Interaction of selected herbicides with soil constituents Public Deposited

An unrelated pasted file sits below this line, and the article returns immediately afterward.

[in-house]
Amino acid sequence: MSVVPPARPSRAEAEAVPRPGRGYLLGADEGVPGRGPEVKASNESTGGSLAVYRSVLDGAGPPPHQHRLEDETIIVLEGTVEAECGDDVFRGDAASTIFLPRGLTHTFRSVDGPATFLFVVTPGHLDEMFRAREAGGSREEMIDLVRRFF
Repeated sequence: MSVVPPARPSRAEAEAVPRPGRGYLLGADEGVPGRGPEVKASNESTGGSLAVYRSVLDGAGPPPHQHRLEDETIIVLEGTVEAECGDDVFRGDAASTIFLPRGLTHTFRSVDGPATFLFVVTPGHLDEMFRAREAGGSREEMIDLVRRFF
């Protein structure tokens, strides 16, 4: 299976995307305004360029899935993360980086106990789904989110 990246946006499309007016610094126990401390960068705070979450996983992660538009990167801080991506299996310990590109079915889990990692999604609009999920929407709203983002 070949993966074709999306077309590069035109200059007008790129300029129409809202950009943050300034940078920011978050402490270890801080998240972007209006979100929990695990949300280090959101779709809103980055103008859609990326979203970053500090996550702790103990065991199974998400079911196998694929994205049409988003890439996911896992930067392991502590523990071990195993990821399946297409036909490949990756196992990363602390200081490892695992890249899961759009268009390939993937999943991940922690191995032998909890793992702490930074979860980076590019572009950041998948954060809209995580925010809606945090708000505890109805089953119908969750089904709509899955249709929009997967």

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  • The behavior of six herbicides in soil was studied under controlled laboratory conditions. Sorption of bromacil, chiorotoluron and diuron was assessed by the batch equilibration procedure over a broad range of aqueous phase sorbate concentration. Linear equilibrium sorption constants (K[subscript p]) were slightly higher at 4° C than at 25° C and many-fold higher in the organic soil than in loamy sand soil. By referencing sorption to soil organic carbon content (OC), this vast variation was reduced to less than 3-fold variation in K[subscript oc]. The isosteric heats of sorption were exothermic and low suggesting an entropy driven mechanism. Water solubilities (S) and octanol-water partition coefficients (K[subscript ow]) of the compounds were determined and used to derive equations for predicting K[subscript oc]. These equations are useful in estimating sorption of related pesticides and pollutants from knowing their K[subscript ow] and S. Degradation of the three herbicides was followed by monitoring [superscript 14]C0₂ evolution from soil. Temperature affected degradation more than did soil type or initial herbicide concentration. The degradation was tripled with a 10° rise in temperature from 25 to 35° C. The presence of herbicides did not affect the activity of soil micro-organisms indicating that degradation was a co-metabolism process. Degradation fit first-order kinetics with no lag phase and with minimum half-lives of about 200 days for diuron and chiorotoluron and 2600 days for bromacil. The binding of these three herbicides plus diquat, glyphosate and simazine with water-soluble soil organic materials (WSSOM) and soil humic acids (HA) was studied by gel filtration chromatography. The chromatographic method adapted by Hummel and Dreyer (1962) was very successful in proving the existence of binding. Noted differences in the elution behavior of herbicides were related to their physical and chemical properties and their Interaction complexes. Infrared (IR) spectroscopy showed the involvement of ion exchange reactions in diquat and H-bonding in diuron, chiorotoluron and bromacil binding with WSSOM and HA. Shifts in some characteristic IR absorption bands suggested the formation of charge transfer complexes in WSSOM and HA interactions with bromacil, chiorotoluron and diuron but not with diquat. The results appear significant in evaluating pesticides and pollutants mobility and transport in soil and water environments.
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